Shine comes off gold's prospects

THERE'S gold in them thar hills but no need to dig it up, let alone invest in anybody who does.

Goldmining stocks have badly lagged the rest of the market, so maybe there's a case they're undervalued.

After all, the gold price has almost doubled in five years.

But thanks to overblown promises, poor mine management and no accountable connection between how much is mined and the profit reported, maybe they're not undervalued after all.

Especially when they've been squeezed more recently by a lower gold price, stronger dollar and rising costs.

Mind you, that's just the producers. The sweet spot for gold stocks seems to be after a mine is developed but before it starts producing.

Anyway, investors globally have been shunning goldminers for exchange-traded funds of bullion. These are to the market what sliced bread is to toast. They trade like an ordinary mining share except instead of finding and digging it out, the gold is already safely tucked away in a bank vault somewhere, neatly resolving the problem of where you'd put a bar of bullion.

But they're also sucking the oxygen out of mining stocks. John Paulson and George Soros, the world's wealthiest hedge fund managers, have been pouring money into gold funds.

Since you can't do much more with gold than perhaps polish it, its true value is unknowable, especially when so much is held by central banks. It's dug up, only to be buried again.

Germany's Bundesbank, the world's second-biggest bullion hoarder after the US, even withdrew some of its gold from the Bank of England and melted it down to make sure it was all there.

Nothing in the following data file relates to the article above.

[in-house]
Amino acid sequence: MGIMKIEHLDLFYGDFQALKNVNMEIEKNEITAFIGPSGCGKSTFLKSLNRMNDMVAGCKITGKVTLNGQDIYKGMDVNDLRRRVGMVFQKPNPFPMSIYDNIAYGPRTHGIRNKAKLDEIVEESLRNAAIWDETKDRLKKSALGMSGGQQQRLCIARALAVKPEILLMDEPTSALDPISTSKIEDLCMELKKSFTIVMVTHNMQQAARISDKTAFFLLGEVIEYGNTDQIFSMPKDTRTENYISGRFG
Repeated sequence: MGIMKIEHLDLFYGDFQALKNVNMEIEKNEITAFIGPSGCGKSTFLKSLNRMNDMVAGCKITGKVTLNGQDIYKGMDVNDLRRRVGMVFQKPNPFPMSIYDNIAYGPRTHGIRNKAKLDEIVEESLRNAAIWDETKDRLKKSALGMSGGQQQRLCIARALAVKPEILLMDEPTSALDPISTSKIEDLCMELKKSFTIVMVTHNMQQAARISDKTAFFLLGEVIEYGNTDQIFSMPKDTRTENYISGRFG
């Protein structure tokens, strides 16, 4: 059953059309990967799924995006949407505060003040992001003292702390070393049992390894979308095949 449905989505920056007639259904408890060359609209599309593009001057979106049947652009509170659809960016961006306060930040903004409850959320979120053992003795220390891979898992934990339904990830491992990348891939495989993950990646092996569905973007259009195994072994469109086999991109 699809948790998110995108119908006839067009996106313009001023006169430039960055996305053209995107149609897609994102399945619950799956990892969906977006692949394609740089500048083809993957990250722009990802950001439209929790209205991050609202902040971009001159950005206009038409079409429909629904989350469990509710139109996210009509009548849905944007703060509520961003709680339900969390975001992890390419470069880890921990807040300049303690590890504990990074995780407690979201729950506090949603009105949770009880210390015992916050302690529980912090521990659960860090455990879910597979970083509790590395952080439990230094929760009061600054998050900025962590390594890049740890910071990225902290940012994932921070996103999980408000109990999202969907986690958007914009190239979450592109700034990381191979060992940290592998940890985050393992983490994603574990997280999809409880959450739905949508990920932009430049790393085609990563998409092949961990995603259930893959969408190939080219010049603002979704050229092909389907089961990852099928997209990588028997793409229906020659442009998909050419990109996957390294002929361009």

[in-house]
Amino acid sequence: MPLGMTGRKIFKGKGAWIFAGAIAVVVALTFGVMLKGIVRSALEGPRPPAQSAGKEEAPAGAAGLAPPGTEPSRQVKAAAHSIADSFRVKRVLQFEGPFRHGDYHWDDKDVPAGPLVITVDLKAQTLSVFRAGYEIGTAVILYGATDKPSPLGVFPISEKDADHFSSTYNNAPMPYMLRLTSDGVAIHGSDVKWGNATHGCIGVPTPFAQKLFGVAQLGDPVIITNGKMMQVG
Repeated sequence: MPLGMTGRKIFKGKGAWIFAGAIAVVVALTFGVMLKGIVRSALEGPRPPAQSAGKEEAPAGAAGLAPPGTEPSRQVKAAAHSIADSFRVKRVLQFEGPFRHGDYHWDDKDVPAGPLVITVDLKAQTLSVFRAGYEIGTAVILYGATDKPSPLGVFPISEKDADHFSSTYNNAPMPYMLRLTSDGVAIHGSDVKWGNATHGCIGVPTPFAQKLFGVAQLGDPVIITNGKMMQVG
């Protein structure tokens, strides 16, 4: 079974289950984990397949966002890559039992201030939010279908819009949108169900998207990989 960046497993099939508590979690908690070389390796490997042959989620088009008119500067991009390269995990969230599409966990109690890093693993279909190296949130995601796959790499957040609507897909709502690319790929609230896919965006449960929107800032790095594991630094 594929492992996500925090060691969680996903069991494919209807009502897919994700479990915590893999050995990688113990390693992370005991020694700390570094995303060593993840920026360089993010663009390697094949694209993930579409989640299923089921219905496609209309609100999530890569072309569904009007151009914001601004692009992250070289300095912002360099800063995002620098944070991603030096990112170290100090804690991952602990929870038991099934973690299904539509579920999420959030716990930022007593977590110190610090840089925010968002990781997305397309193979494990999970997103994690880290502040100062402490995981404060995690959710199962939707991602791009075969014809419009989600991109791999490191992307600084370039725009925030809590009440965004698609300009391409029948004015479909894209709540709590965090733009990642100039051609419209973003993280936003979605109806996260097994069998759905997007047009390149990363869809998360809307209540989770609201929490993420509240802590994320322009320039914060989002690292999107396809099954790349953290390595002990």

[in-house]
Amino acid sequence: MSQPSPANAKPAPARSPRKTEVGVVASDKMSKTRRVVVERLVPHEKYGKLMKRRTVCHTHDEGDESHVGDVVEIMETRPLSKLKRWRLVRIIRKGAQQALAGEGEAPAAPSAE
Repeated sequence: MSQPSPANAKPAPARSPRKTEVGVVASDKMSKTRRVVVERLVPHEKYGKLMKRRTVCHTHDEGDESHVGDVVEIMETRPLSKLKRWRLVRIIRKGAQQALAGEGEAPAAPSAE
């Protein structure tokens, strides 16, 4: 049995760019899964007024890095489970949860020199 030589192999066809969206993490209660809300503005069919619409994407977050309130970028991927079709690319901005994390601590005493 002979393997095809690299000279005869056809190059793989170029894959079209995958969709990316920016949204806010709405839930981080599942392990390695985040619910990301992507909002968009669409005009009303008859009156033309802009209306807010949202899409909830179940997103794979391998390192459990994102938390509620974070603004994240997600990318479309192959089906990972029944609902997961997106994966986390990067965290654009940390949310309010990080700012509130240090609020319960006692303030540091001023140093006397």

Thank goodness it was. Central banks not trusting each other would be eerily reminiscent of the GFC. Look what happened then.

The thing is, there's a lot of political pressure on the Bundesbank to bring Germany's gold home, showing Germans are worried about another financial crisis. Meanwhile, other central banks apart from ours, which was one of the earliest sellers, are buying more gold.

And so bullion bulls can't for the life of them understand why gold isn't already at $US2000 an ounce, which in today's dollars would still be well below its peak more than 30 years ago. Bears can only see a bubble in something that doesn't feature prominently in economic growth.

But the way the world's currencies are being debased by each central bank hitting the note-printing presses - leaving our Reserve Bank a paragon of virtue and rectitude, something I don't often say - should be a godsend for gold. It's an alternative currency, so if the paper ones are devaluing, it should be appreciating.

Because interest rates are negative after taking out inflation, it costs speculators nothing to borrow and push up the price of gold.

Yet as the money-printing has been stepped up, the gold price has been drifting in what should be its finest hour. That there's no hyperinflation, or not even much ordinary inflation, is quite the inconvenience.

No, gold's prospects boil down to where the US economy, and so the US dollar, are going. Which seems to be up, so the best hope for gold is a panic over the political standoff on lifting the debt ceiling so the government can pay its bills. That can be arranged.

Still, eventually it'll come down to which gets in first: inflation, or gold's worst enemy, higher interest rates.

Twitter @moneypotts

The story Shine comes off gold's prospects first appeared on The Sydney Morning Herald.

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